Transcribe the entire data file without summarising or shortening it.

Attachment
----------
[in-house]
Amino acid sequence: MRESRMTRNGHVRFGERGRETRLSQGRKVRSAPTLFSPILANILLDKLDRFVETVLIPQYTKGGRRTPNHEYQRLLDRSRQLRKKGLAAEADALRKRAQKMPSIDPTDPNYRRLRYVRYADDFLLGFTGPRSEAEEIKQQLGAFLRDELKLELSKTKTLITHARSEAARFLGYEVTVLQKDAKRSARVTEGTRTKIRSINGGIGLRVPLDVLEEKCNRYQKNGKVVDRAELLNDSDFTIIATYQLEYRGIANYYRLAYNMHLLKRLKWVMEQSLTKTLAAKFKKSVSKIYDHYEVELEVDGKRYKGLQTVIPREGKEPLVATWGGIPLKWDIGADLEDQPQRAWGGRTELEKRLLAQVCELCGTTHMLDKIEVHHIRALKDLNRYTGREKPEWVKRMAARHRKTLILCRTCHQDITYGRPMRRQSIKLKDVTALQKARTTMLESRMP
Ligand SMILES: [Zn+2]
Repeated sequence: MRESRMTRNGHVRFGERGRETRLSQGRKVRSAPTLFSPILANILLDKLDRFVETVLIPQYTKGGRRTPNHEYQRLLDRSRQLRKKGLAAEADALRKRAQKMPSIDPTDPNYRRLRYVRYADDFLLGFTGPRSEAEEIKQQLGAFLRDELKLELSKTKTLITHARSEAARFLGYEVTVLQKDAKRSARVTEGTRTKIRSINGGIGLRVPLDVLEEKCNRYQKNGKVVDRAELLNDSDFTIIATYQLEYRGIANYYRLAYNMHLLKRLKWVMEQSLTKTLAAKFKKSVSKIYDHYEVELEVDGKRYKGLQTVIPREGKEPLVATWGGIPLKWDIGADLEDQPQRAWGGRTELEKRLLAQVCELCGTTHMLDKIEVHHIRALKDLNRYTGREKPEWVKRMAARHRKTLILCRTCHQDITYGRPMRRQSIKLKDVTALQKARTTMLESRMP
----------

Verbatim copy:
[in-house]
Amino acid sequence: MRESRMTRNGHVRFGERGRETRLSQGRKVRSAPTLFSPILANILLDKLDRFVETVLIPQYTKGGRRTPNHEYQRLLDRSRQLRKKGLAAEADALRKRAQKMPSIDPTDPNYRRLRYVRYADDFLLGFTGPRSEAEEIKQQLGAFLRDELKLELSKTKTLITHARSEAARFLGYEVTVLQKDAKRSARVTEGTRTKIRSINGGIGLRVPLDVLEEKCNRYQKNGKVVDRAELLNDSDFTIIATYQLEYRGIANYYRLAYNMHLLKRLKWVMEQSLTKTLAAKFKKSVSKIYDHYEVELEVDGKRYKGLQTVIPREGKEPLVATWGGIPLKWDIGADLEDQPQRAWGGRTELEKRLLAQVCELCGTTHMLDKIEVHHIRALKDLNRYTGREKPEWVKRMAARHRKTLILCRTCHQDITYGRPMRRQSIKLKDVTALQKARTTMLESRMP
Ligand SMILES: [Zn+2]
Repeated sequence: MRESRMTRNGHVRFGERGRETRLSQGRKVRSAPTLFSPILANILLDKLDRFVETVLIPQYTKGGRRTPNHEYQRLLDRSRQLRKKGLAAEADALRKRAQKMPSIDPTDPNYRRLRYVRYADDFLLGFTGPRSEAEEIKQQLGAFLRDELKLELSKTKTLITHARSEAARFLGYEVTVLQKDAKRSARVTEGTRTKIRSINGGIGLRVPLDVLEEKCNRYQKNGKVVDRAELLNDSDFTIIATYQLEYRGIANYYRLAYNMHLLKRLKWVMEQSLTKTLAAKFKKSVSKIYDHYEVELEVDGKRYKGLQTVIPREGKEPLVATWGGIPLKWDIGADLEDQPQRAWGGRTELEKRLLAQVCELCGTTHMLDKIEVHHIRALKDLNRYTGREKPEWVKRMAARHRKTLILCRTCHQDITYGRPMRRQSIKLKDVTALQKARTTMLESRMP